The biggest trends in art and tech in 2020
The art world changed for good in 2020. Here’s how technology helped it along.
2020 was a year of massive shifts in the international art world. The Covid-19 pandemic forced the art world online, and many galleries, artists and art businesses that weren’t able to ride this wave were left behind for good. Others, however, thrived by embracing trends and pivoting their programmes to connect with global audiences.
Here’s a roundup of the most important tech trends to impact the art world this year.
Online art fairs
Without a doubt, the biggest trend this year was the emergence of the online art fair. Almost all of the world’s preeminent art fairs, including international giants Art Basel and Frieze, held online versions of their fairs instead of risky in-person events. These initiatives were met with different levels of enthusiasm, and art-buying, on the whole, was down for 2020 (relative to 2019). But, in defiance of all expectations, some major sales were achieved, amounting to millions of Rands.
VR and AR art experiences
When you can’t get to an exhibition in person, the next best thing is to see it in virtual reality. Art world start-up Artland took off in 2020 bringing VR exhibitions to hundreds of galleries that had only ever been able to offer in-person experiences to audiences. In July 2020 they even launched the world’s first-ever virtual art fair, Untitled Art Online.
The online viewing room
Another response to the Covid-19 pandemic, so-called online viewing rooms replaced IRL exhibitions for thousands of galleries around the world. Many of these are essentially glorified websites, but some, like this one by local gallery Stevenson, used the format to stunning effect.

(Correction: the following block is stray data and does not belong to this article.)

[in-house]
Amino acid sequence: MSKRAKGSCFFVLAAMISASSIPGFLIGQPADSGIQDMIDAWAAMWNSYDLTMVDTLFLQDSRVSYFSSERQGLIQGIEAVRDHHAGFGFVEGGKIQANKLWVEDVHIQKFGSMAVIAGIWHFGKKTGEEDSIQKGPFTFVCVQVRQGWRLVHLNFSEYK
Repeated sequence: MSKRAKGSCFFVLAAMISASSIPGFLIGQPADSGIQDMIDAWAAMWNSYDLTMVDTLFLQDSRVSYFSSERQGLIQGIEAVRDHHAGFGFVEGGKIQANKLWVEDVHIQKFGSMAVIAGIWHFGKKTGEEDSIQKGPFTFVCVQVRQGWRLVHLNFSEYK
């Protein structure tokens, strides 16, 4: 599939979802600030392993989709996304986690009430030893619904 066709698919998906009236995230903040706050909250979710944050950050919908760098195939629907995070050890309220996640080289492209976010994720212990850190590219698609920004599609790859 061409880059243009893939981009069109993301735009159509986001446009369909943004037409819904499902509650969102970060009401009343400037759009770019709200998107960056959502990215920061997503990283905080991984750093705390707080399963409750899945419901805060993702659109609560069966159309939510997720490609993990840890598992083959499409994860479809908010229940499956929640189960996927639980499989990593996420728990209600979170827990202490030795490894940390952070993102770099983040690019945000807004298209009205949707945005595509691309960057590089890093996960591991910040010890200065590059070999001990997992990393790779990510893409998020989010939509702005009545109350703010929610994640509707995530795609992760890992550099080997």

Artsy started in 2014 as a sleepy online database for exploring and categorising contemporary art, but exploded in 2020 as the world’s leading algorithm-driven online art marketplace. Despite hefty fees for galleries to become vendors (upward of USD 1000 per month), even smaller South African galleries and project spaces have joined Artsy hoping to get in on an international online art buying frenzy. The fact that African contemporary art is experiencing a simultaneous boom means that the marketplace is a viable outlet for even the smallest of vendors.
Free and open-source creative software
Wallets took strain this year, as, yet again, the impact of the Covid-19 pandemic was felt the world over. For a long time artists, galleries, curators and other creatives have been heavily reliant on Adobe applications for everything from editing photographs to designing books to creating 3D animations. However, Adobe Creative Cloud, as the market-leading software package is called, really burns a hole in a cash-strapped pocket, coming in at over R1000 per month for access to the full Adobe Suite. This year saw an enormous uptick in subscriptions to free and open-source alternatives to Adobe apps, accompanied by vast improvements in the functionality of these apps. The biggest gains were seen by Pixlr, a cloud-based Photoshop alternative, and RawTherapee, an excellent open-source raw photo editor that works well as an alternative to Lightroom.
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